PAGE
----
Jacques Offenbach: Fantasio
Sarah Connolly (Fantasio), Brenda Rae (La princesse Elsbeth), Russell Braun (Le prince de Mantoue), Robert Murray (Marinoni), Brindley Sherratt (Le roi de Bavière), Neal Davies (Sparck), Aled Hall (Facio), Gavan Ring (Hartmann), Victoria Simmonds (Flamel), Michael Burke (Un Pénitent), Robert Anthony Gardiner (Max), Opera Rara Chorus, Renato Balsadonna (chorus director), The Orchestra of the Age of Enlightenment, Sir Mark Elder (conductor)
Recorded at Henry Wood Hall, London (December 2013) – 139’08
2 CDs Opera Rara ORC51 – Notes and libretto in English, French, and German
I am a keen fan of Opera Rara which for 40 years has been meticulously unearthing operatic gems for whoever wishes to explore the operatic byways. This recording of a mature work by Jacques Offenbach is beautifully produced in every way, although the piece itself comes across as pallid.
Fantasio was premiered in 1872 in Paris and it was not a success, with a mere ten performances. The booklet quotes a laudatory review of the day, wherein the critic praises the work for having “none of the frivolous, witty, cheerful, rhythmic little pieces that audiences merrily hum as they spill out of the (theatres)”; instead the work is in “the realm of opera”. To explain the failure of the piece, the booklet cites a wave of anti-Prussian sentiment after the defeat of France in the Franco-Prussian War (Offenbach was from the Rhineland despite of his booming Parisian career) but I suspect the paucity of the composer’s trademark effervescence is what sunk the work.
In short order the work was produced in Vienna where it met with more success and where, in various productions over the years, the title role (originally sung by Celestine Galli-Marié, later the original Carmen) was re-set for tenor or baritone. The version recorded here is from the Keck Offenbach Edition being put together by musicologist Jean-Christophe Keck with the support of a Venice-based foundation, the Palazetto Bru Zane - Centre de musique romantique française. Keck has focused on reassembling the original Paris edition.
The action is set in Munich where the local princess, Elsbeth, age 16, is to marry for diplomatic reasons the Prince of Mantua. Fantasio is one of a group of roistering students who has managed to insinuate himself into the royal household replacing their recently-deceased court jester. This gives him an opportunity to subvert the wedding arrangement, much to the delight of the princess. After much uproar, war is averted and the king makes Fantasio a prince. One might expect a happily-ever-after type of marriage, but what happens is that the princess lets him keep the key to her private garden (poetic euphemism perhaps?) while all proclaim him to be ”le roi des fous” (the king of fools).
The plot’s origin was a play by Alfred de Musset written in 1834, then adapted by his brother, Paul, for the Comédie-Française in 1866. The play was not a great success. Alfred de Musset (1810-57) was a premier member of the Romantic movement whose works are full of longing and tristesse. The same delicate emotions permeate the opera, especially in Act I, which features a pleasantly whimsical overture (seven minutes long, which makes for an anemic start), followed by a short scene for boisterous students (one of many foreshadowings of Les Contes d’Hoffmann), then Fantasio enters and sings a dreamy ballad addressed to the moon. This mooniness continues with the entrance of the melancholy princess voicing her apprehensiveness. Things liven up with the entrance of the prince and his aide-de-camp, Marinoni. The prince has a half-baked scheme to exchange identities with his aide; havoc ensues when they are presented to the royals and the prince keeps breaking out of his assumed role. The prince then gets a moony ballad expressing his longing to be loved for himself and not his rank. Another bit of tristesse is a funeral procession for the deceased jester.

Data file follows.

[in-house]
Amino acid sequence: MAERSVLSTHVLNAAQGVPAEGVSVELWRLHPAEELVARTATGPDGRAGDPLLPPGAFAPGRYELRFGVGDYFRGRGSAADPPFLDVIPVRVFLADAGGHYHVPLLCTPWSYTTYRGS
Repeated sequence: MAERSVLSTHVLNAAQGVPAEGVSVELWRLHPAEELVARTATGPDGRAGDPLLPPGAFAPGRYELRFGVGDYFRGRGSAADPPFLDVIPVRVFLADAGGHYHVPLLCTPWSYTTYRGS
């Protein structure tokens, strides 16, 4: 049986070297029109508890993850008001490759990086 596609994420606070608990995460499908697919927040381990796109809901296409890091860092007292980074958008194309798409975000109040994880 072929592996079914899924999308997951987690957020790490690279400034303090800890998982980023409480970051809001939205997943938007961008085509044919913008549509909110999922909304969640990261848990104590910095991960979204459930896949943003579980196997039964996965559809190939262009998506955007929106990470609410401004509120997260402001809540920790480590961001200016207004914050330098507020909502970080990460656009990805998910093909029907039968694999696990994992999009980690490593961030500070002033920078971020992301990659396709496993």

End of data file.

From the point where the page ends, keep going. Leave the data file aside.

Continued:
Things do get livelier in the scene ending Act II, when the royal engagement disintegrates. More wistfulness ensues, however, when the princess and Fantasio strike up a relationship (romantic? ardent friendship?) before the lively denouement.
Just prior to the recording session, a concert performance of the work was given at London’s Royal Festival Hall. As a result the recording is as characterful as the piece permits and avoids any trace of tentativeness.
Sarah Connolly is regarded as a superstar in those favoured theatres where she has sung, and her performance here supports this verdict: a luscious voice with the right degree or expressiveness for each dramatic moment.The other standout is Brenda Rae as the princess - if a prize is awarded for trills she deserves to win. Russell Braun is just right as the yearning, rather confused, prince. Other standouts are tenor Robert Murray as the prince’s hapless aide, Brindley Sherratt as the king, and Neal Davies as the lively student, Sparck. As one would expect, Sir Mark Elder draws out the appropriate sounds, whether delicate or robust, from the 58-member orchestra and the animated Opera Rara Chorus.